Sometimes it seems that there’s never anything but tragic news coming out of Derry. I have to remind myself that there are plenty of wonderful things happening in the town I love so well and so many wonderful people who call it home…but yesterday as I sought those out my heart sank yet again. The headlines screamed out the news of a young woman who was killed in the crossfire on the city streets and it broke my heart.
The short time I spent in Derry utterly changed me. The wounded city stole a large part of my heart when I took my first steps into it – and my life, my writing, my opinions, and my studies have changed drastically in the years since that first visit. It is why I regularly set the alarm for an ungodly time here in the states to watch events as they unfold in Derry in real time. This morning was one of those days that I got up before the sun with my digital eyes glued to the news from The Town I Love So Well because after so many years of determination and stubborn hope, it was finally possible that the families of the innocent people who were shot and killed on Bloody Sunday would get the justice and the vindication that they deserved. It was easy to be optimistic when I woke up. After all, if the Prime Minister can call the killings ‘unjustified and unjustifiable’ why wouldn’t there be consequences for those who pulled the trigger? But my heart sank quickly as the news came in. The vast majority of those responsible for murdering innocent people and firing indiscriminately into a crowd of peaceful protestors will not be charged with any crime, despite overwhelming evidence that they should be.
It’s more salt in the wounds for the survivors and the families of those who were murdered. To see their astonishing grace and determination in the face of even more injustice this morning was mind blowing. Words are not sufficient for what they must be feeling and to remain so dignified in the face of this fresh devastation is beyond my comprehension. They will continue their quest for justice, despite this setback and the many other obstacles they’ve faced on this journey. Please support them in any way you can.
One of their many incredible statements can be found here.
Their fight continues. Something inside so strong.
Politics in the north of Ireland are a tricky thing. For generations words, weapons, petrol bombs and more have been tossed from one side of the divide (and the border) to the other in an ongoing struggle for power. On this day in 1967 a different sort of projectile was thrown into the mix (ahem) when Rev. Ian Paisley launched snowballs at Jack Lynch, the Taoiseach of Ireland.
The conflict known as the Troubles was a long war on many fronts. There were some people fighting against those they saw as invaders and oppressors and others fighting to show how loyal they were to the country they felt part of. There was also a propaganda war being fought as various groups tried to reach sympathetic audiences (and large pocketbooks) around the world. The third battleground was the deadliest of all and it was comprised of all the tit-for-tat, mostly Sectarian killings between various paramilitary groups. This last front resulted in the vast majority of civilian deaths throughout the region and it was the hardest to prepare for or justify. It includes the Devil’s Night massacre at the Rising Sun bar in Greysteel, which happened on this day in 1993.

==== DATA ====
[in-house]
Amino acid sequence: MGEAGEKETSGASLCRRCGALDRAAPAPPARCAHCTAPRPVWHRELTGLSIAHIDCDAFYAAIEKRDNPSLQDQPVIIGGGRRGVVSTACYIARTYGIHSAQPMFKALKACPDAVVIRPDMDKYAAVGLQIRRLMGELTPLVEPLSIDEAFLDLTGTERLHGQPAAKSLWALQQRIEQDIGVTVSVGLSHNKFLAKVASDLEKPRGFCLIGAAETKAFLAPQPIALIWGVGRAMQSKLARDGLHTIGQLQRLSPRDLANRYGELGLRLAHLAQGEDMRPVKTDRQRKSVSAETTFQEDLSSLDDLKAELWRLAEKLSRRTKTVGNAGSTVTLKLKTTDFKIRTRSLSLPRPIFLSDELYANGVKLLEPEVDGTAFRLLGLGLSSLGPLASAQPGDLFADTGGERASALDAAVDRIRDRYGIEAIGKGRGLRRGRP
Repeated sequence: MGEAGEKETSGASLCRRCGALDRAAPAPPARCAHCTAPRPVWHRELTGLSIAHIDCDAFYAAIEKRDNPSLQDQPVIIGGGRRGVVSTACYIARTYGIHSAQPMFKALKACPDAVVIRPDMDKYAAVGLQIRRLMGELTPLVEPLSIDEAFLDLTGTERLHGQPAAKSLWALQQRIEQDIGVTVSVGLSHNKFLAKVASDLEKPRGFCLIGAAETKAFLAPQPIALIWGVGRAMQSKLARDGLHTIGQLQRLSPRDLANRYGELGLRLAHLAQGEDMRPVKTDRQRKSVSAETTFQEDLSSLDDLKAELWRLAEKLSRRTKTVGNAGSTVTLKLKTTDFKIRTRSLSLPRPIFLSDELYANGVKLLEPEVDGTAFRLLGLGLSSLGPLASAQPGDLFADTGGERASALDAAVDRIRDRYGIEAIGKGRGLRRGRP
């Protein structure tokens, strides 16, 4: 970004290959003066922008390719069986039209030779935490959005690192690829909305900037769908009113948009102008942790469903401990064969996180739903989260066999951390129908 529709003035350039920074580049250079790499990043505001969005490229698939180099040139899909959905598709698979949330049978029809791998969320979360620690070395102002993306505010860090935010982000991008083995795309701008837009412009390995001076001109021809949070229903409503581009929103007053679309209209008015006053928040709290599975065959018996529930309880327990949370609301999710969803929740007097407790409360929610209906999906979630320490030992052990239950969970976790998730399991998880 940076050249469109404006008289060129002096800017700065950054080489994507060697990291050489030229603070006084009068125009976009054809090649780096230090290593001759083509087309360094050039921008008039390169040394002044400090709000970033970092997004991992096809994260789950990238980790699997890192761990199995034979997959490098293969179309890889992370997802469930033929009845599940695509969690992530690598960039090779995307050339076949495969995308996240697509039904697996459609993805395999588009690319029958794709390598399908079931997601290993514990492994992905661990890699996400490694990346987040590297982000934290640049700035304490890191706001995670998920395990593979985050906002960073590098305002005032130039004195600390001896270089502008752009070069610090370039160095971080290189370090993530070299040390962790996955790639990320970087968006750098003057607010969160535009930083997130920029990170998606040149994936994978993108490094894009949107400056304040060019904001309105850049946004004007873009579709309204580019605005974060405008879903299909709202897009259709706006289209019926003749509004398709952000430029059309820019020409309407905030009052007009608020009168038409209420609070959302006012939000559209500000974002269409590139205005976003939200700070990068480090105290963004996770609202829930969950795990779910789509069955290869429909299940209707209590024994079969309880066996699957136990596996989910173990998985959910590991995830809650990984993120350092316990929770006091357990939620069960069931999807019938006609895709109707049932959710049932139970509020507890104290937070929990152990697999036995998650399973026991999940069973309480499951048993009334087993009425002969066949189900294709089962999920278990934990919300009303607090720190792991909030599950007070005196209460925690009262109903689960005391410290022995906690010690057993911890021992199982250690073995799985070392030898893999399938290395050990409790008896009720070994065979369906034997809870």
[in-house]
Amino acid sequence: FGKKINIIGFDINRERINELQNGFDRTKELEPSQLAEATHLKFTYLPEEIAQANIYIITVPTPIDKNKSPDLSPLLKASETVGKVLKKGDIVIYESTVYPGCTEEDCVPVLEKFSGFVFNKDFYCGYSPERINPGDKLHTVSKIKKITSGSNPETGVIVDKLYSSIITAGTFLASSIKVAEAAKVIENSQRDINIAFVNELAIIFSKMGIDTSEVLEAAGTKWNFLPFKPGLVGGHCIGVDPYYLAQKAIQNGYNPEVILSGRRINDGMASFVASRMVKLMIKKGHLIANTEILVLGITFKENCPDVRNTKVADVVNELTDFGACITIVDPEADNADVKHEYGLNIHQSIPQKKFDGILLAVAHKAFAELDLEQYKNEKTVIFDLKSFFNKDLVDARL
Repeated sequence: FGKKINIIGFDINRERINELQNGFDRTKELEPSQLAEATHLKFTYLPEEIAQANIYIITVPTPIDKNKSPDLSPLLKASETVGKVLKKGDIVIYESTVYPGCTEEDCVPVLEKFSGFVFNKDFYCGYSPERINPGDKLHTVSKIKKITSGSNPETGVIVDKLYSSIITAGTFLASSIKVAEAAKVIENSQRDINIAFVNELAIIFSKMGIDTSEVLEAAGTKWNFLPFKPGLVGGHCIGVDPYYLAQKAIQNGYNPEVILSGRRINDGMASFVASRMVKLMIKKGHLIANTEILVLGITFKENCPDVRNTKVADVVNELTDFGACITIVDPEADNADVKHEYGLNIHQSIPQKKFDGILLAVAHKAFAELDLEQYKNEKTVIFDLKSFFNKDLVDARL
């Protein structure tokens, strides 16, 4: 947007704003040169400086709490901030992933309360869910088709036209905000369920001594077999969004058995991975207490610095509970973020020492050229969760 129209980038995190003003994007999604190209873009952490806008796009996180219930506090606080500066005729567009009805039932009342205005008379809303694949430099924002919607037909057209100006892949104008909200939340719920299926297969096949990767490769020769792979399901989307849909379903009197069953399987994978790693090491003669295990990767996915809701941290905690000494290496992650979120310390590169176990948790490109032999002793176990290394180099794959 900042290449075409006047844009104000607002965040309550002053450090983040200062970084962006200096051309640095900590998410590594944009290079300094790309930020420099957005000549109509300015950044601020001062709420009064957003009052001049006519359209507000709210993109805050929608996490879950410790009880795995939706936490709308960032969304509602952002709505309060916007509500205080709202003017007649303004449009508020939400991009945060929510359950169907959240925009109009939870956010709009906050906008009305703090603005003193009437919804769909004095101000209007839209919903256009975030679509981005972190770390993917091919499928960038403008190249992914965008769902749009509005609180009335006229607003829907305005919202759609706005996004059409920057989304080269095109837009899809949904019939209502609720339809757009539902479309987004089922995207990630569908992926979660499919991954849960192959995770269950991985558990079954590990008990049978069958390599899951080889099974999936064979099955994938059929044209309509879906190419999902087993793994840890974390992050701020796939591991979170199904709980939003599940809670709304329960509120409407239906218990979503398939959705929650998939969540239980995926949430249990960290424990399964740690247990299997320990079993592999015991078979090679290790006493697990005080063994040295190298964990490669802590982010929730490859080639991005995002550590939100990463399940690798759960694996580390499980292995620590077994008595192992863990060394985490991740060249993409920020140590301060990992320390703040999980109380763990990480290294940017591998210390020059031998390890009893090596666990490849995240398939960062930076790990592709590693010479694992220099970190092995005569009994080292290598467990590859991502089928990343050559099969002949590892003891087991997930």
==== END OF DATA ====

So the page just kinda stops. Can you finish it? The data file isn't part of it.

While I’m on the subject of documentaries and links, here’s another one for those who live outside of Ireland or cannot access current news specials from outside the region. “The Massacre at Ballymurphy,” is a shortened version of “The Ballymurphy Precendent,” a new documentary by Callum Macrea. It has been causing quite a stir online since its debut on Channel Four last weekend and has sent massive waves throughout the North of Ireland and beyond.
Living in California has its pros and cons. The weather is great but the strong Irish communities here don’t get as much love as they do in New York or Boston. It’s rare that the West Coast gets concerts, political visits, or films out of Ireland but that’s not to say that we don’t seek them out. We do have fairs, film festivals, and other events throughout the year but to see current news and films, we often have to trick the location sensors in our internet browsers so we can scour the internet for hours on end until we find an article, a link, or a video. That determination is how I’ve been lucky enough to see many fine Irish films, despite their lack of distribution in the states. This list now includes “No Stone Unturned,” a riveting and super important documentary by Alex Gibney about the brutal, “unsolved” murders of six people in a Loughinisland, County Down pub during the 1994 World Cup.
In the civil rights arena, America gets a lot of the press and always has. Many of the worst atrocities and biggest conflicts in the movement happened in the United States, and they continue to happen to this day. Hollywood has made plenty of movies chronicling the American fight for civil rights, including one about the fateful march from Selma in 1965 that raised awareness and inspired equality all over the world, especially in the north of Ireland where another civil rights movement was being born.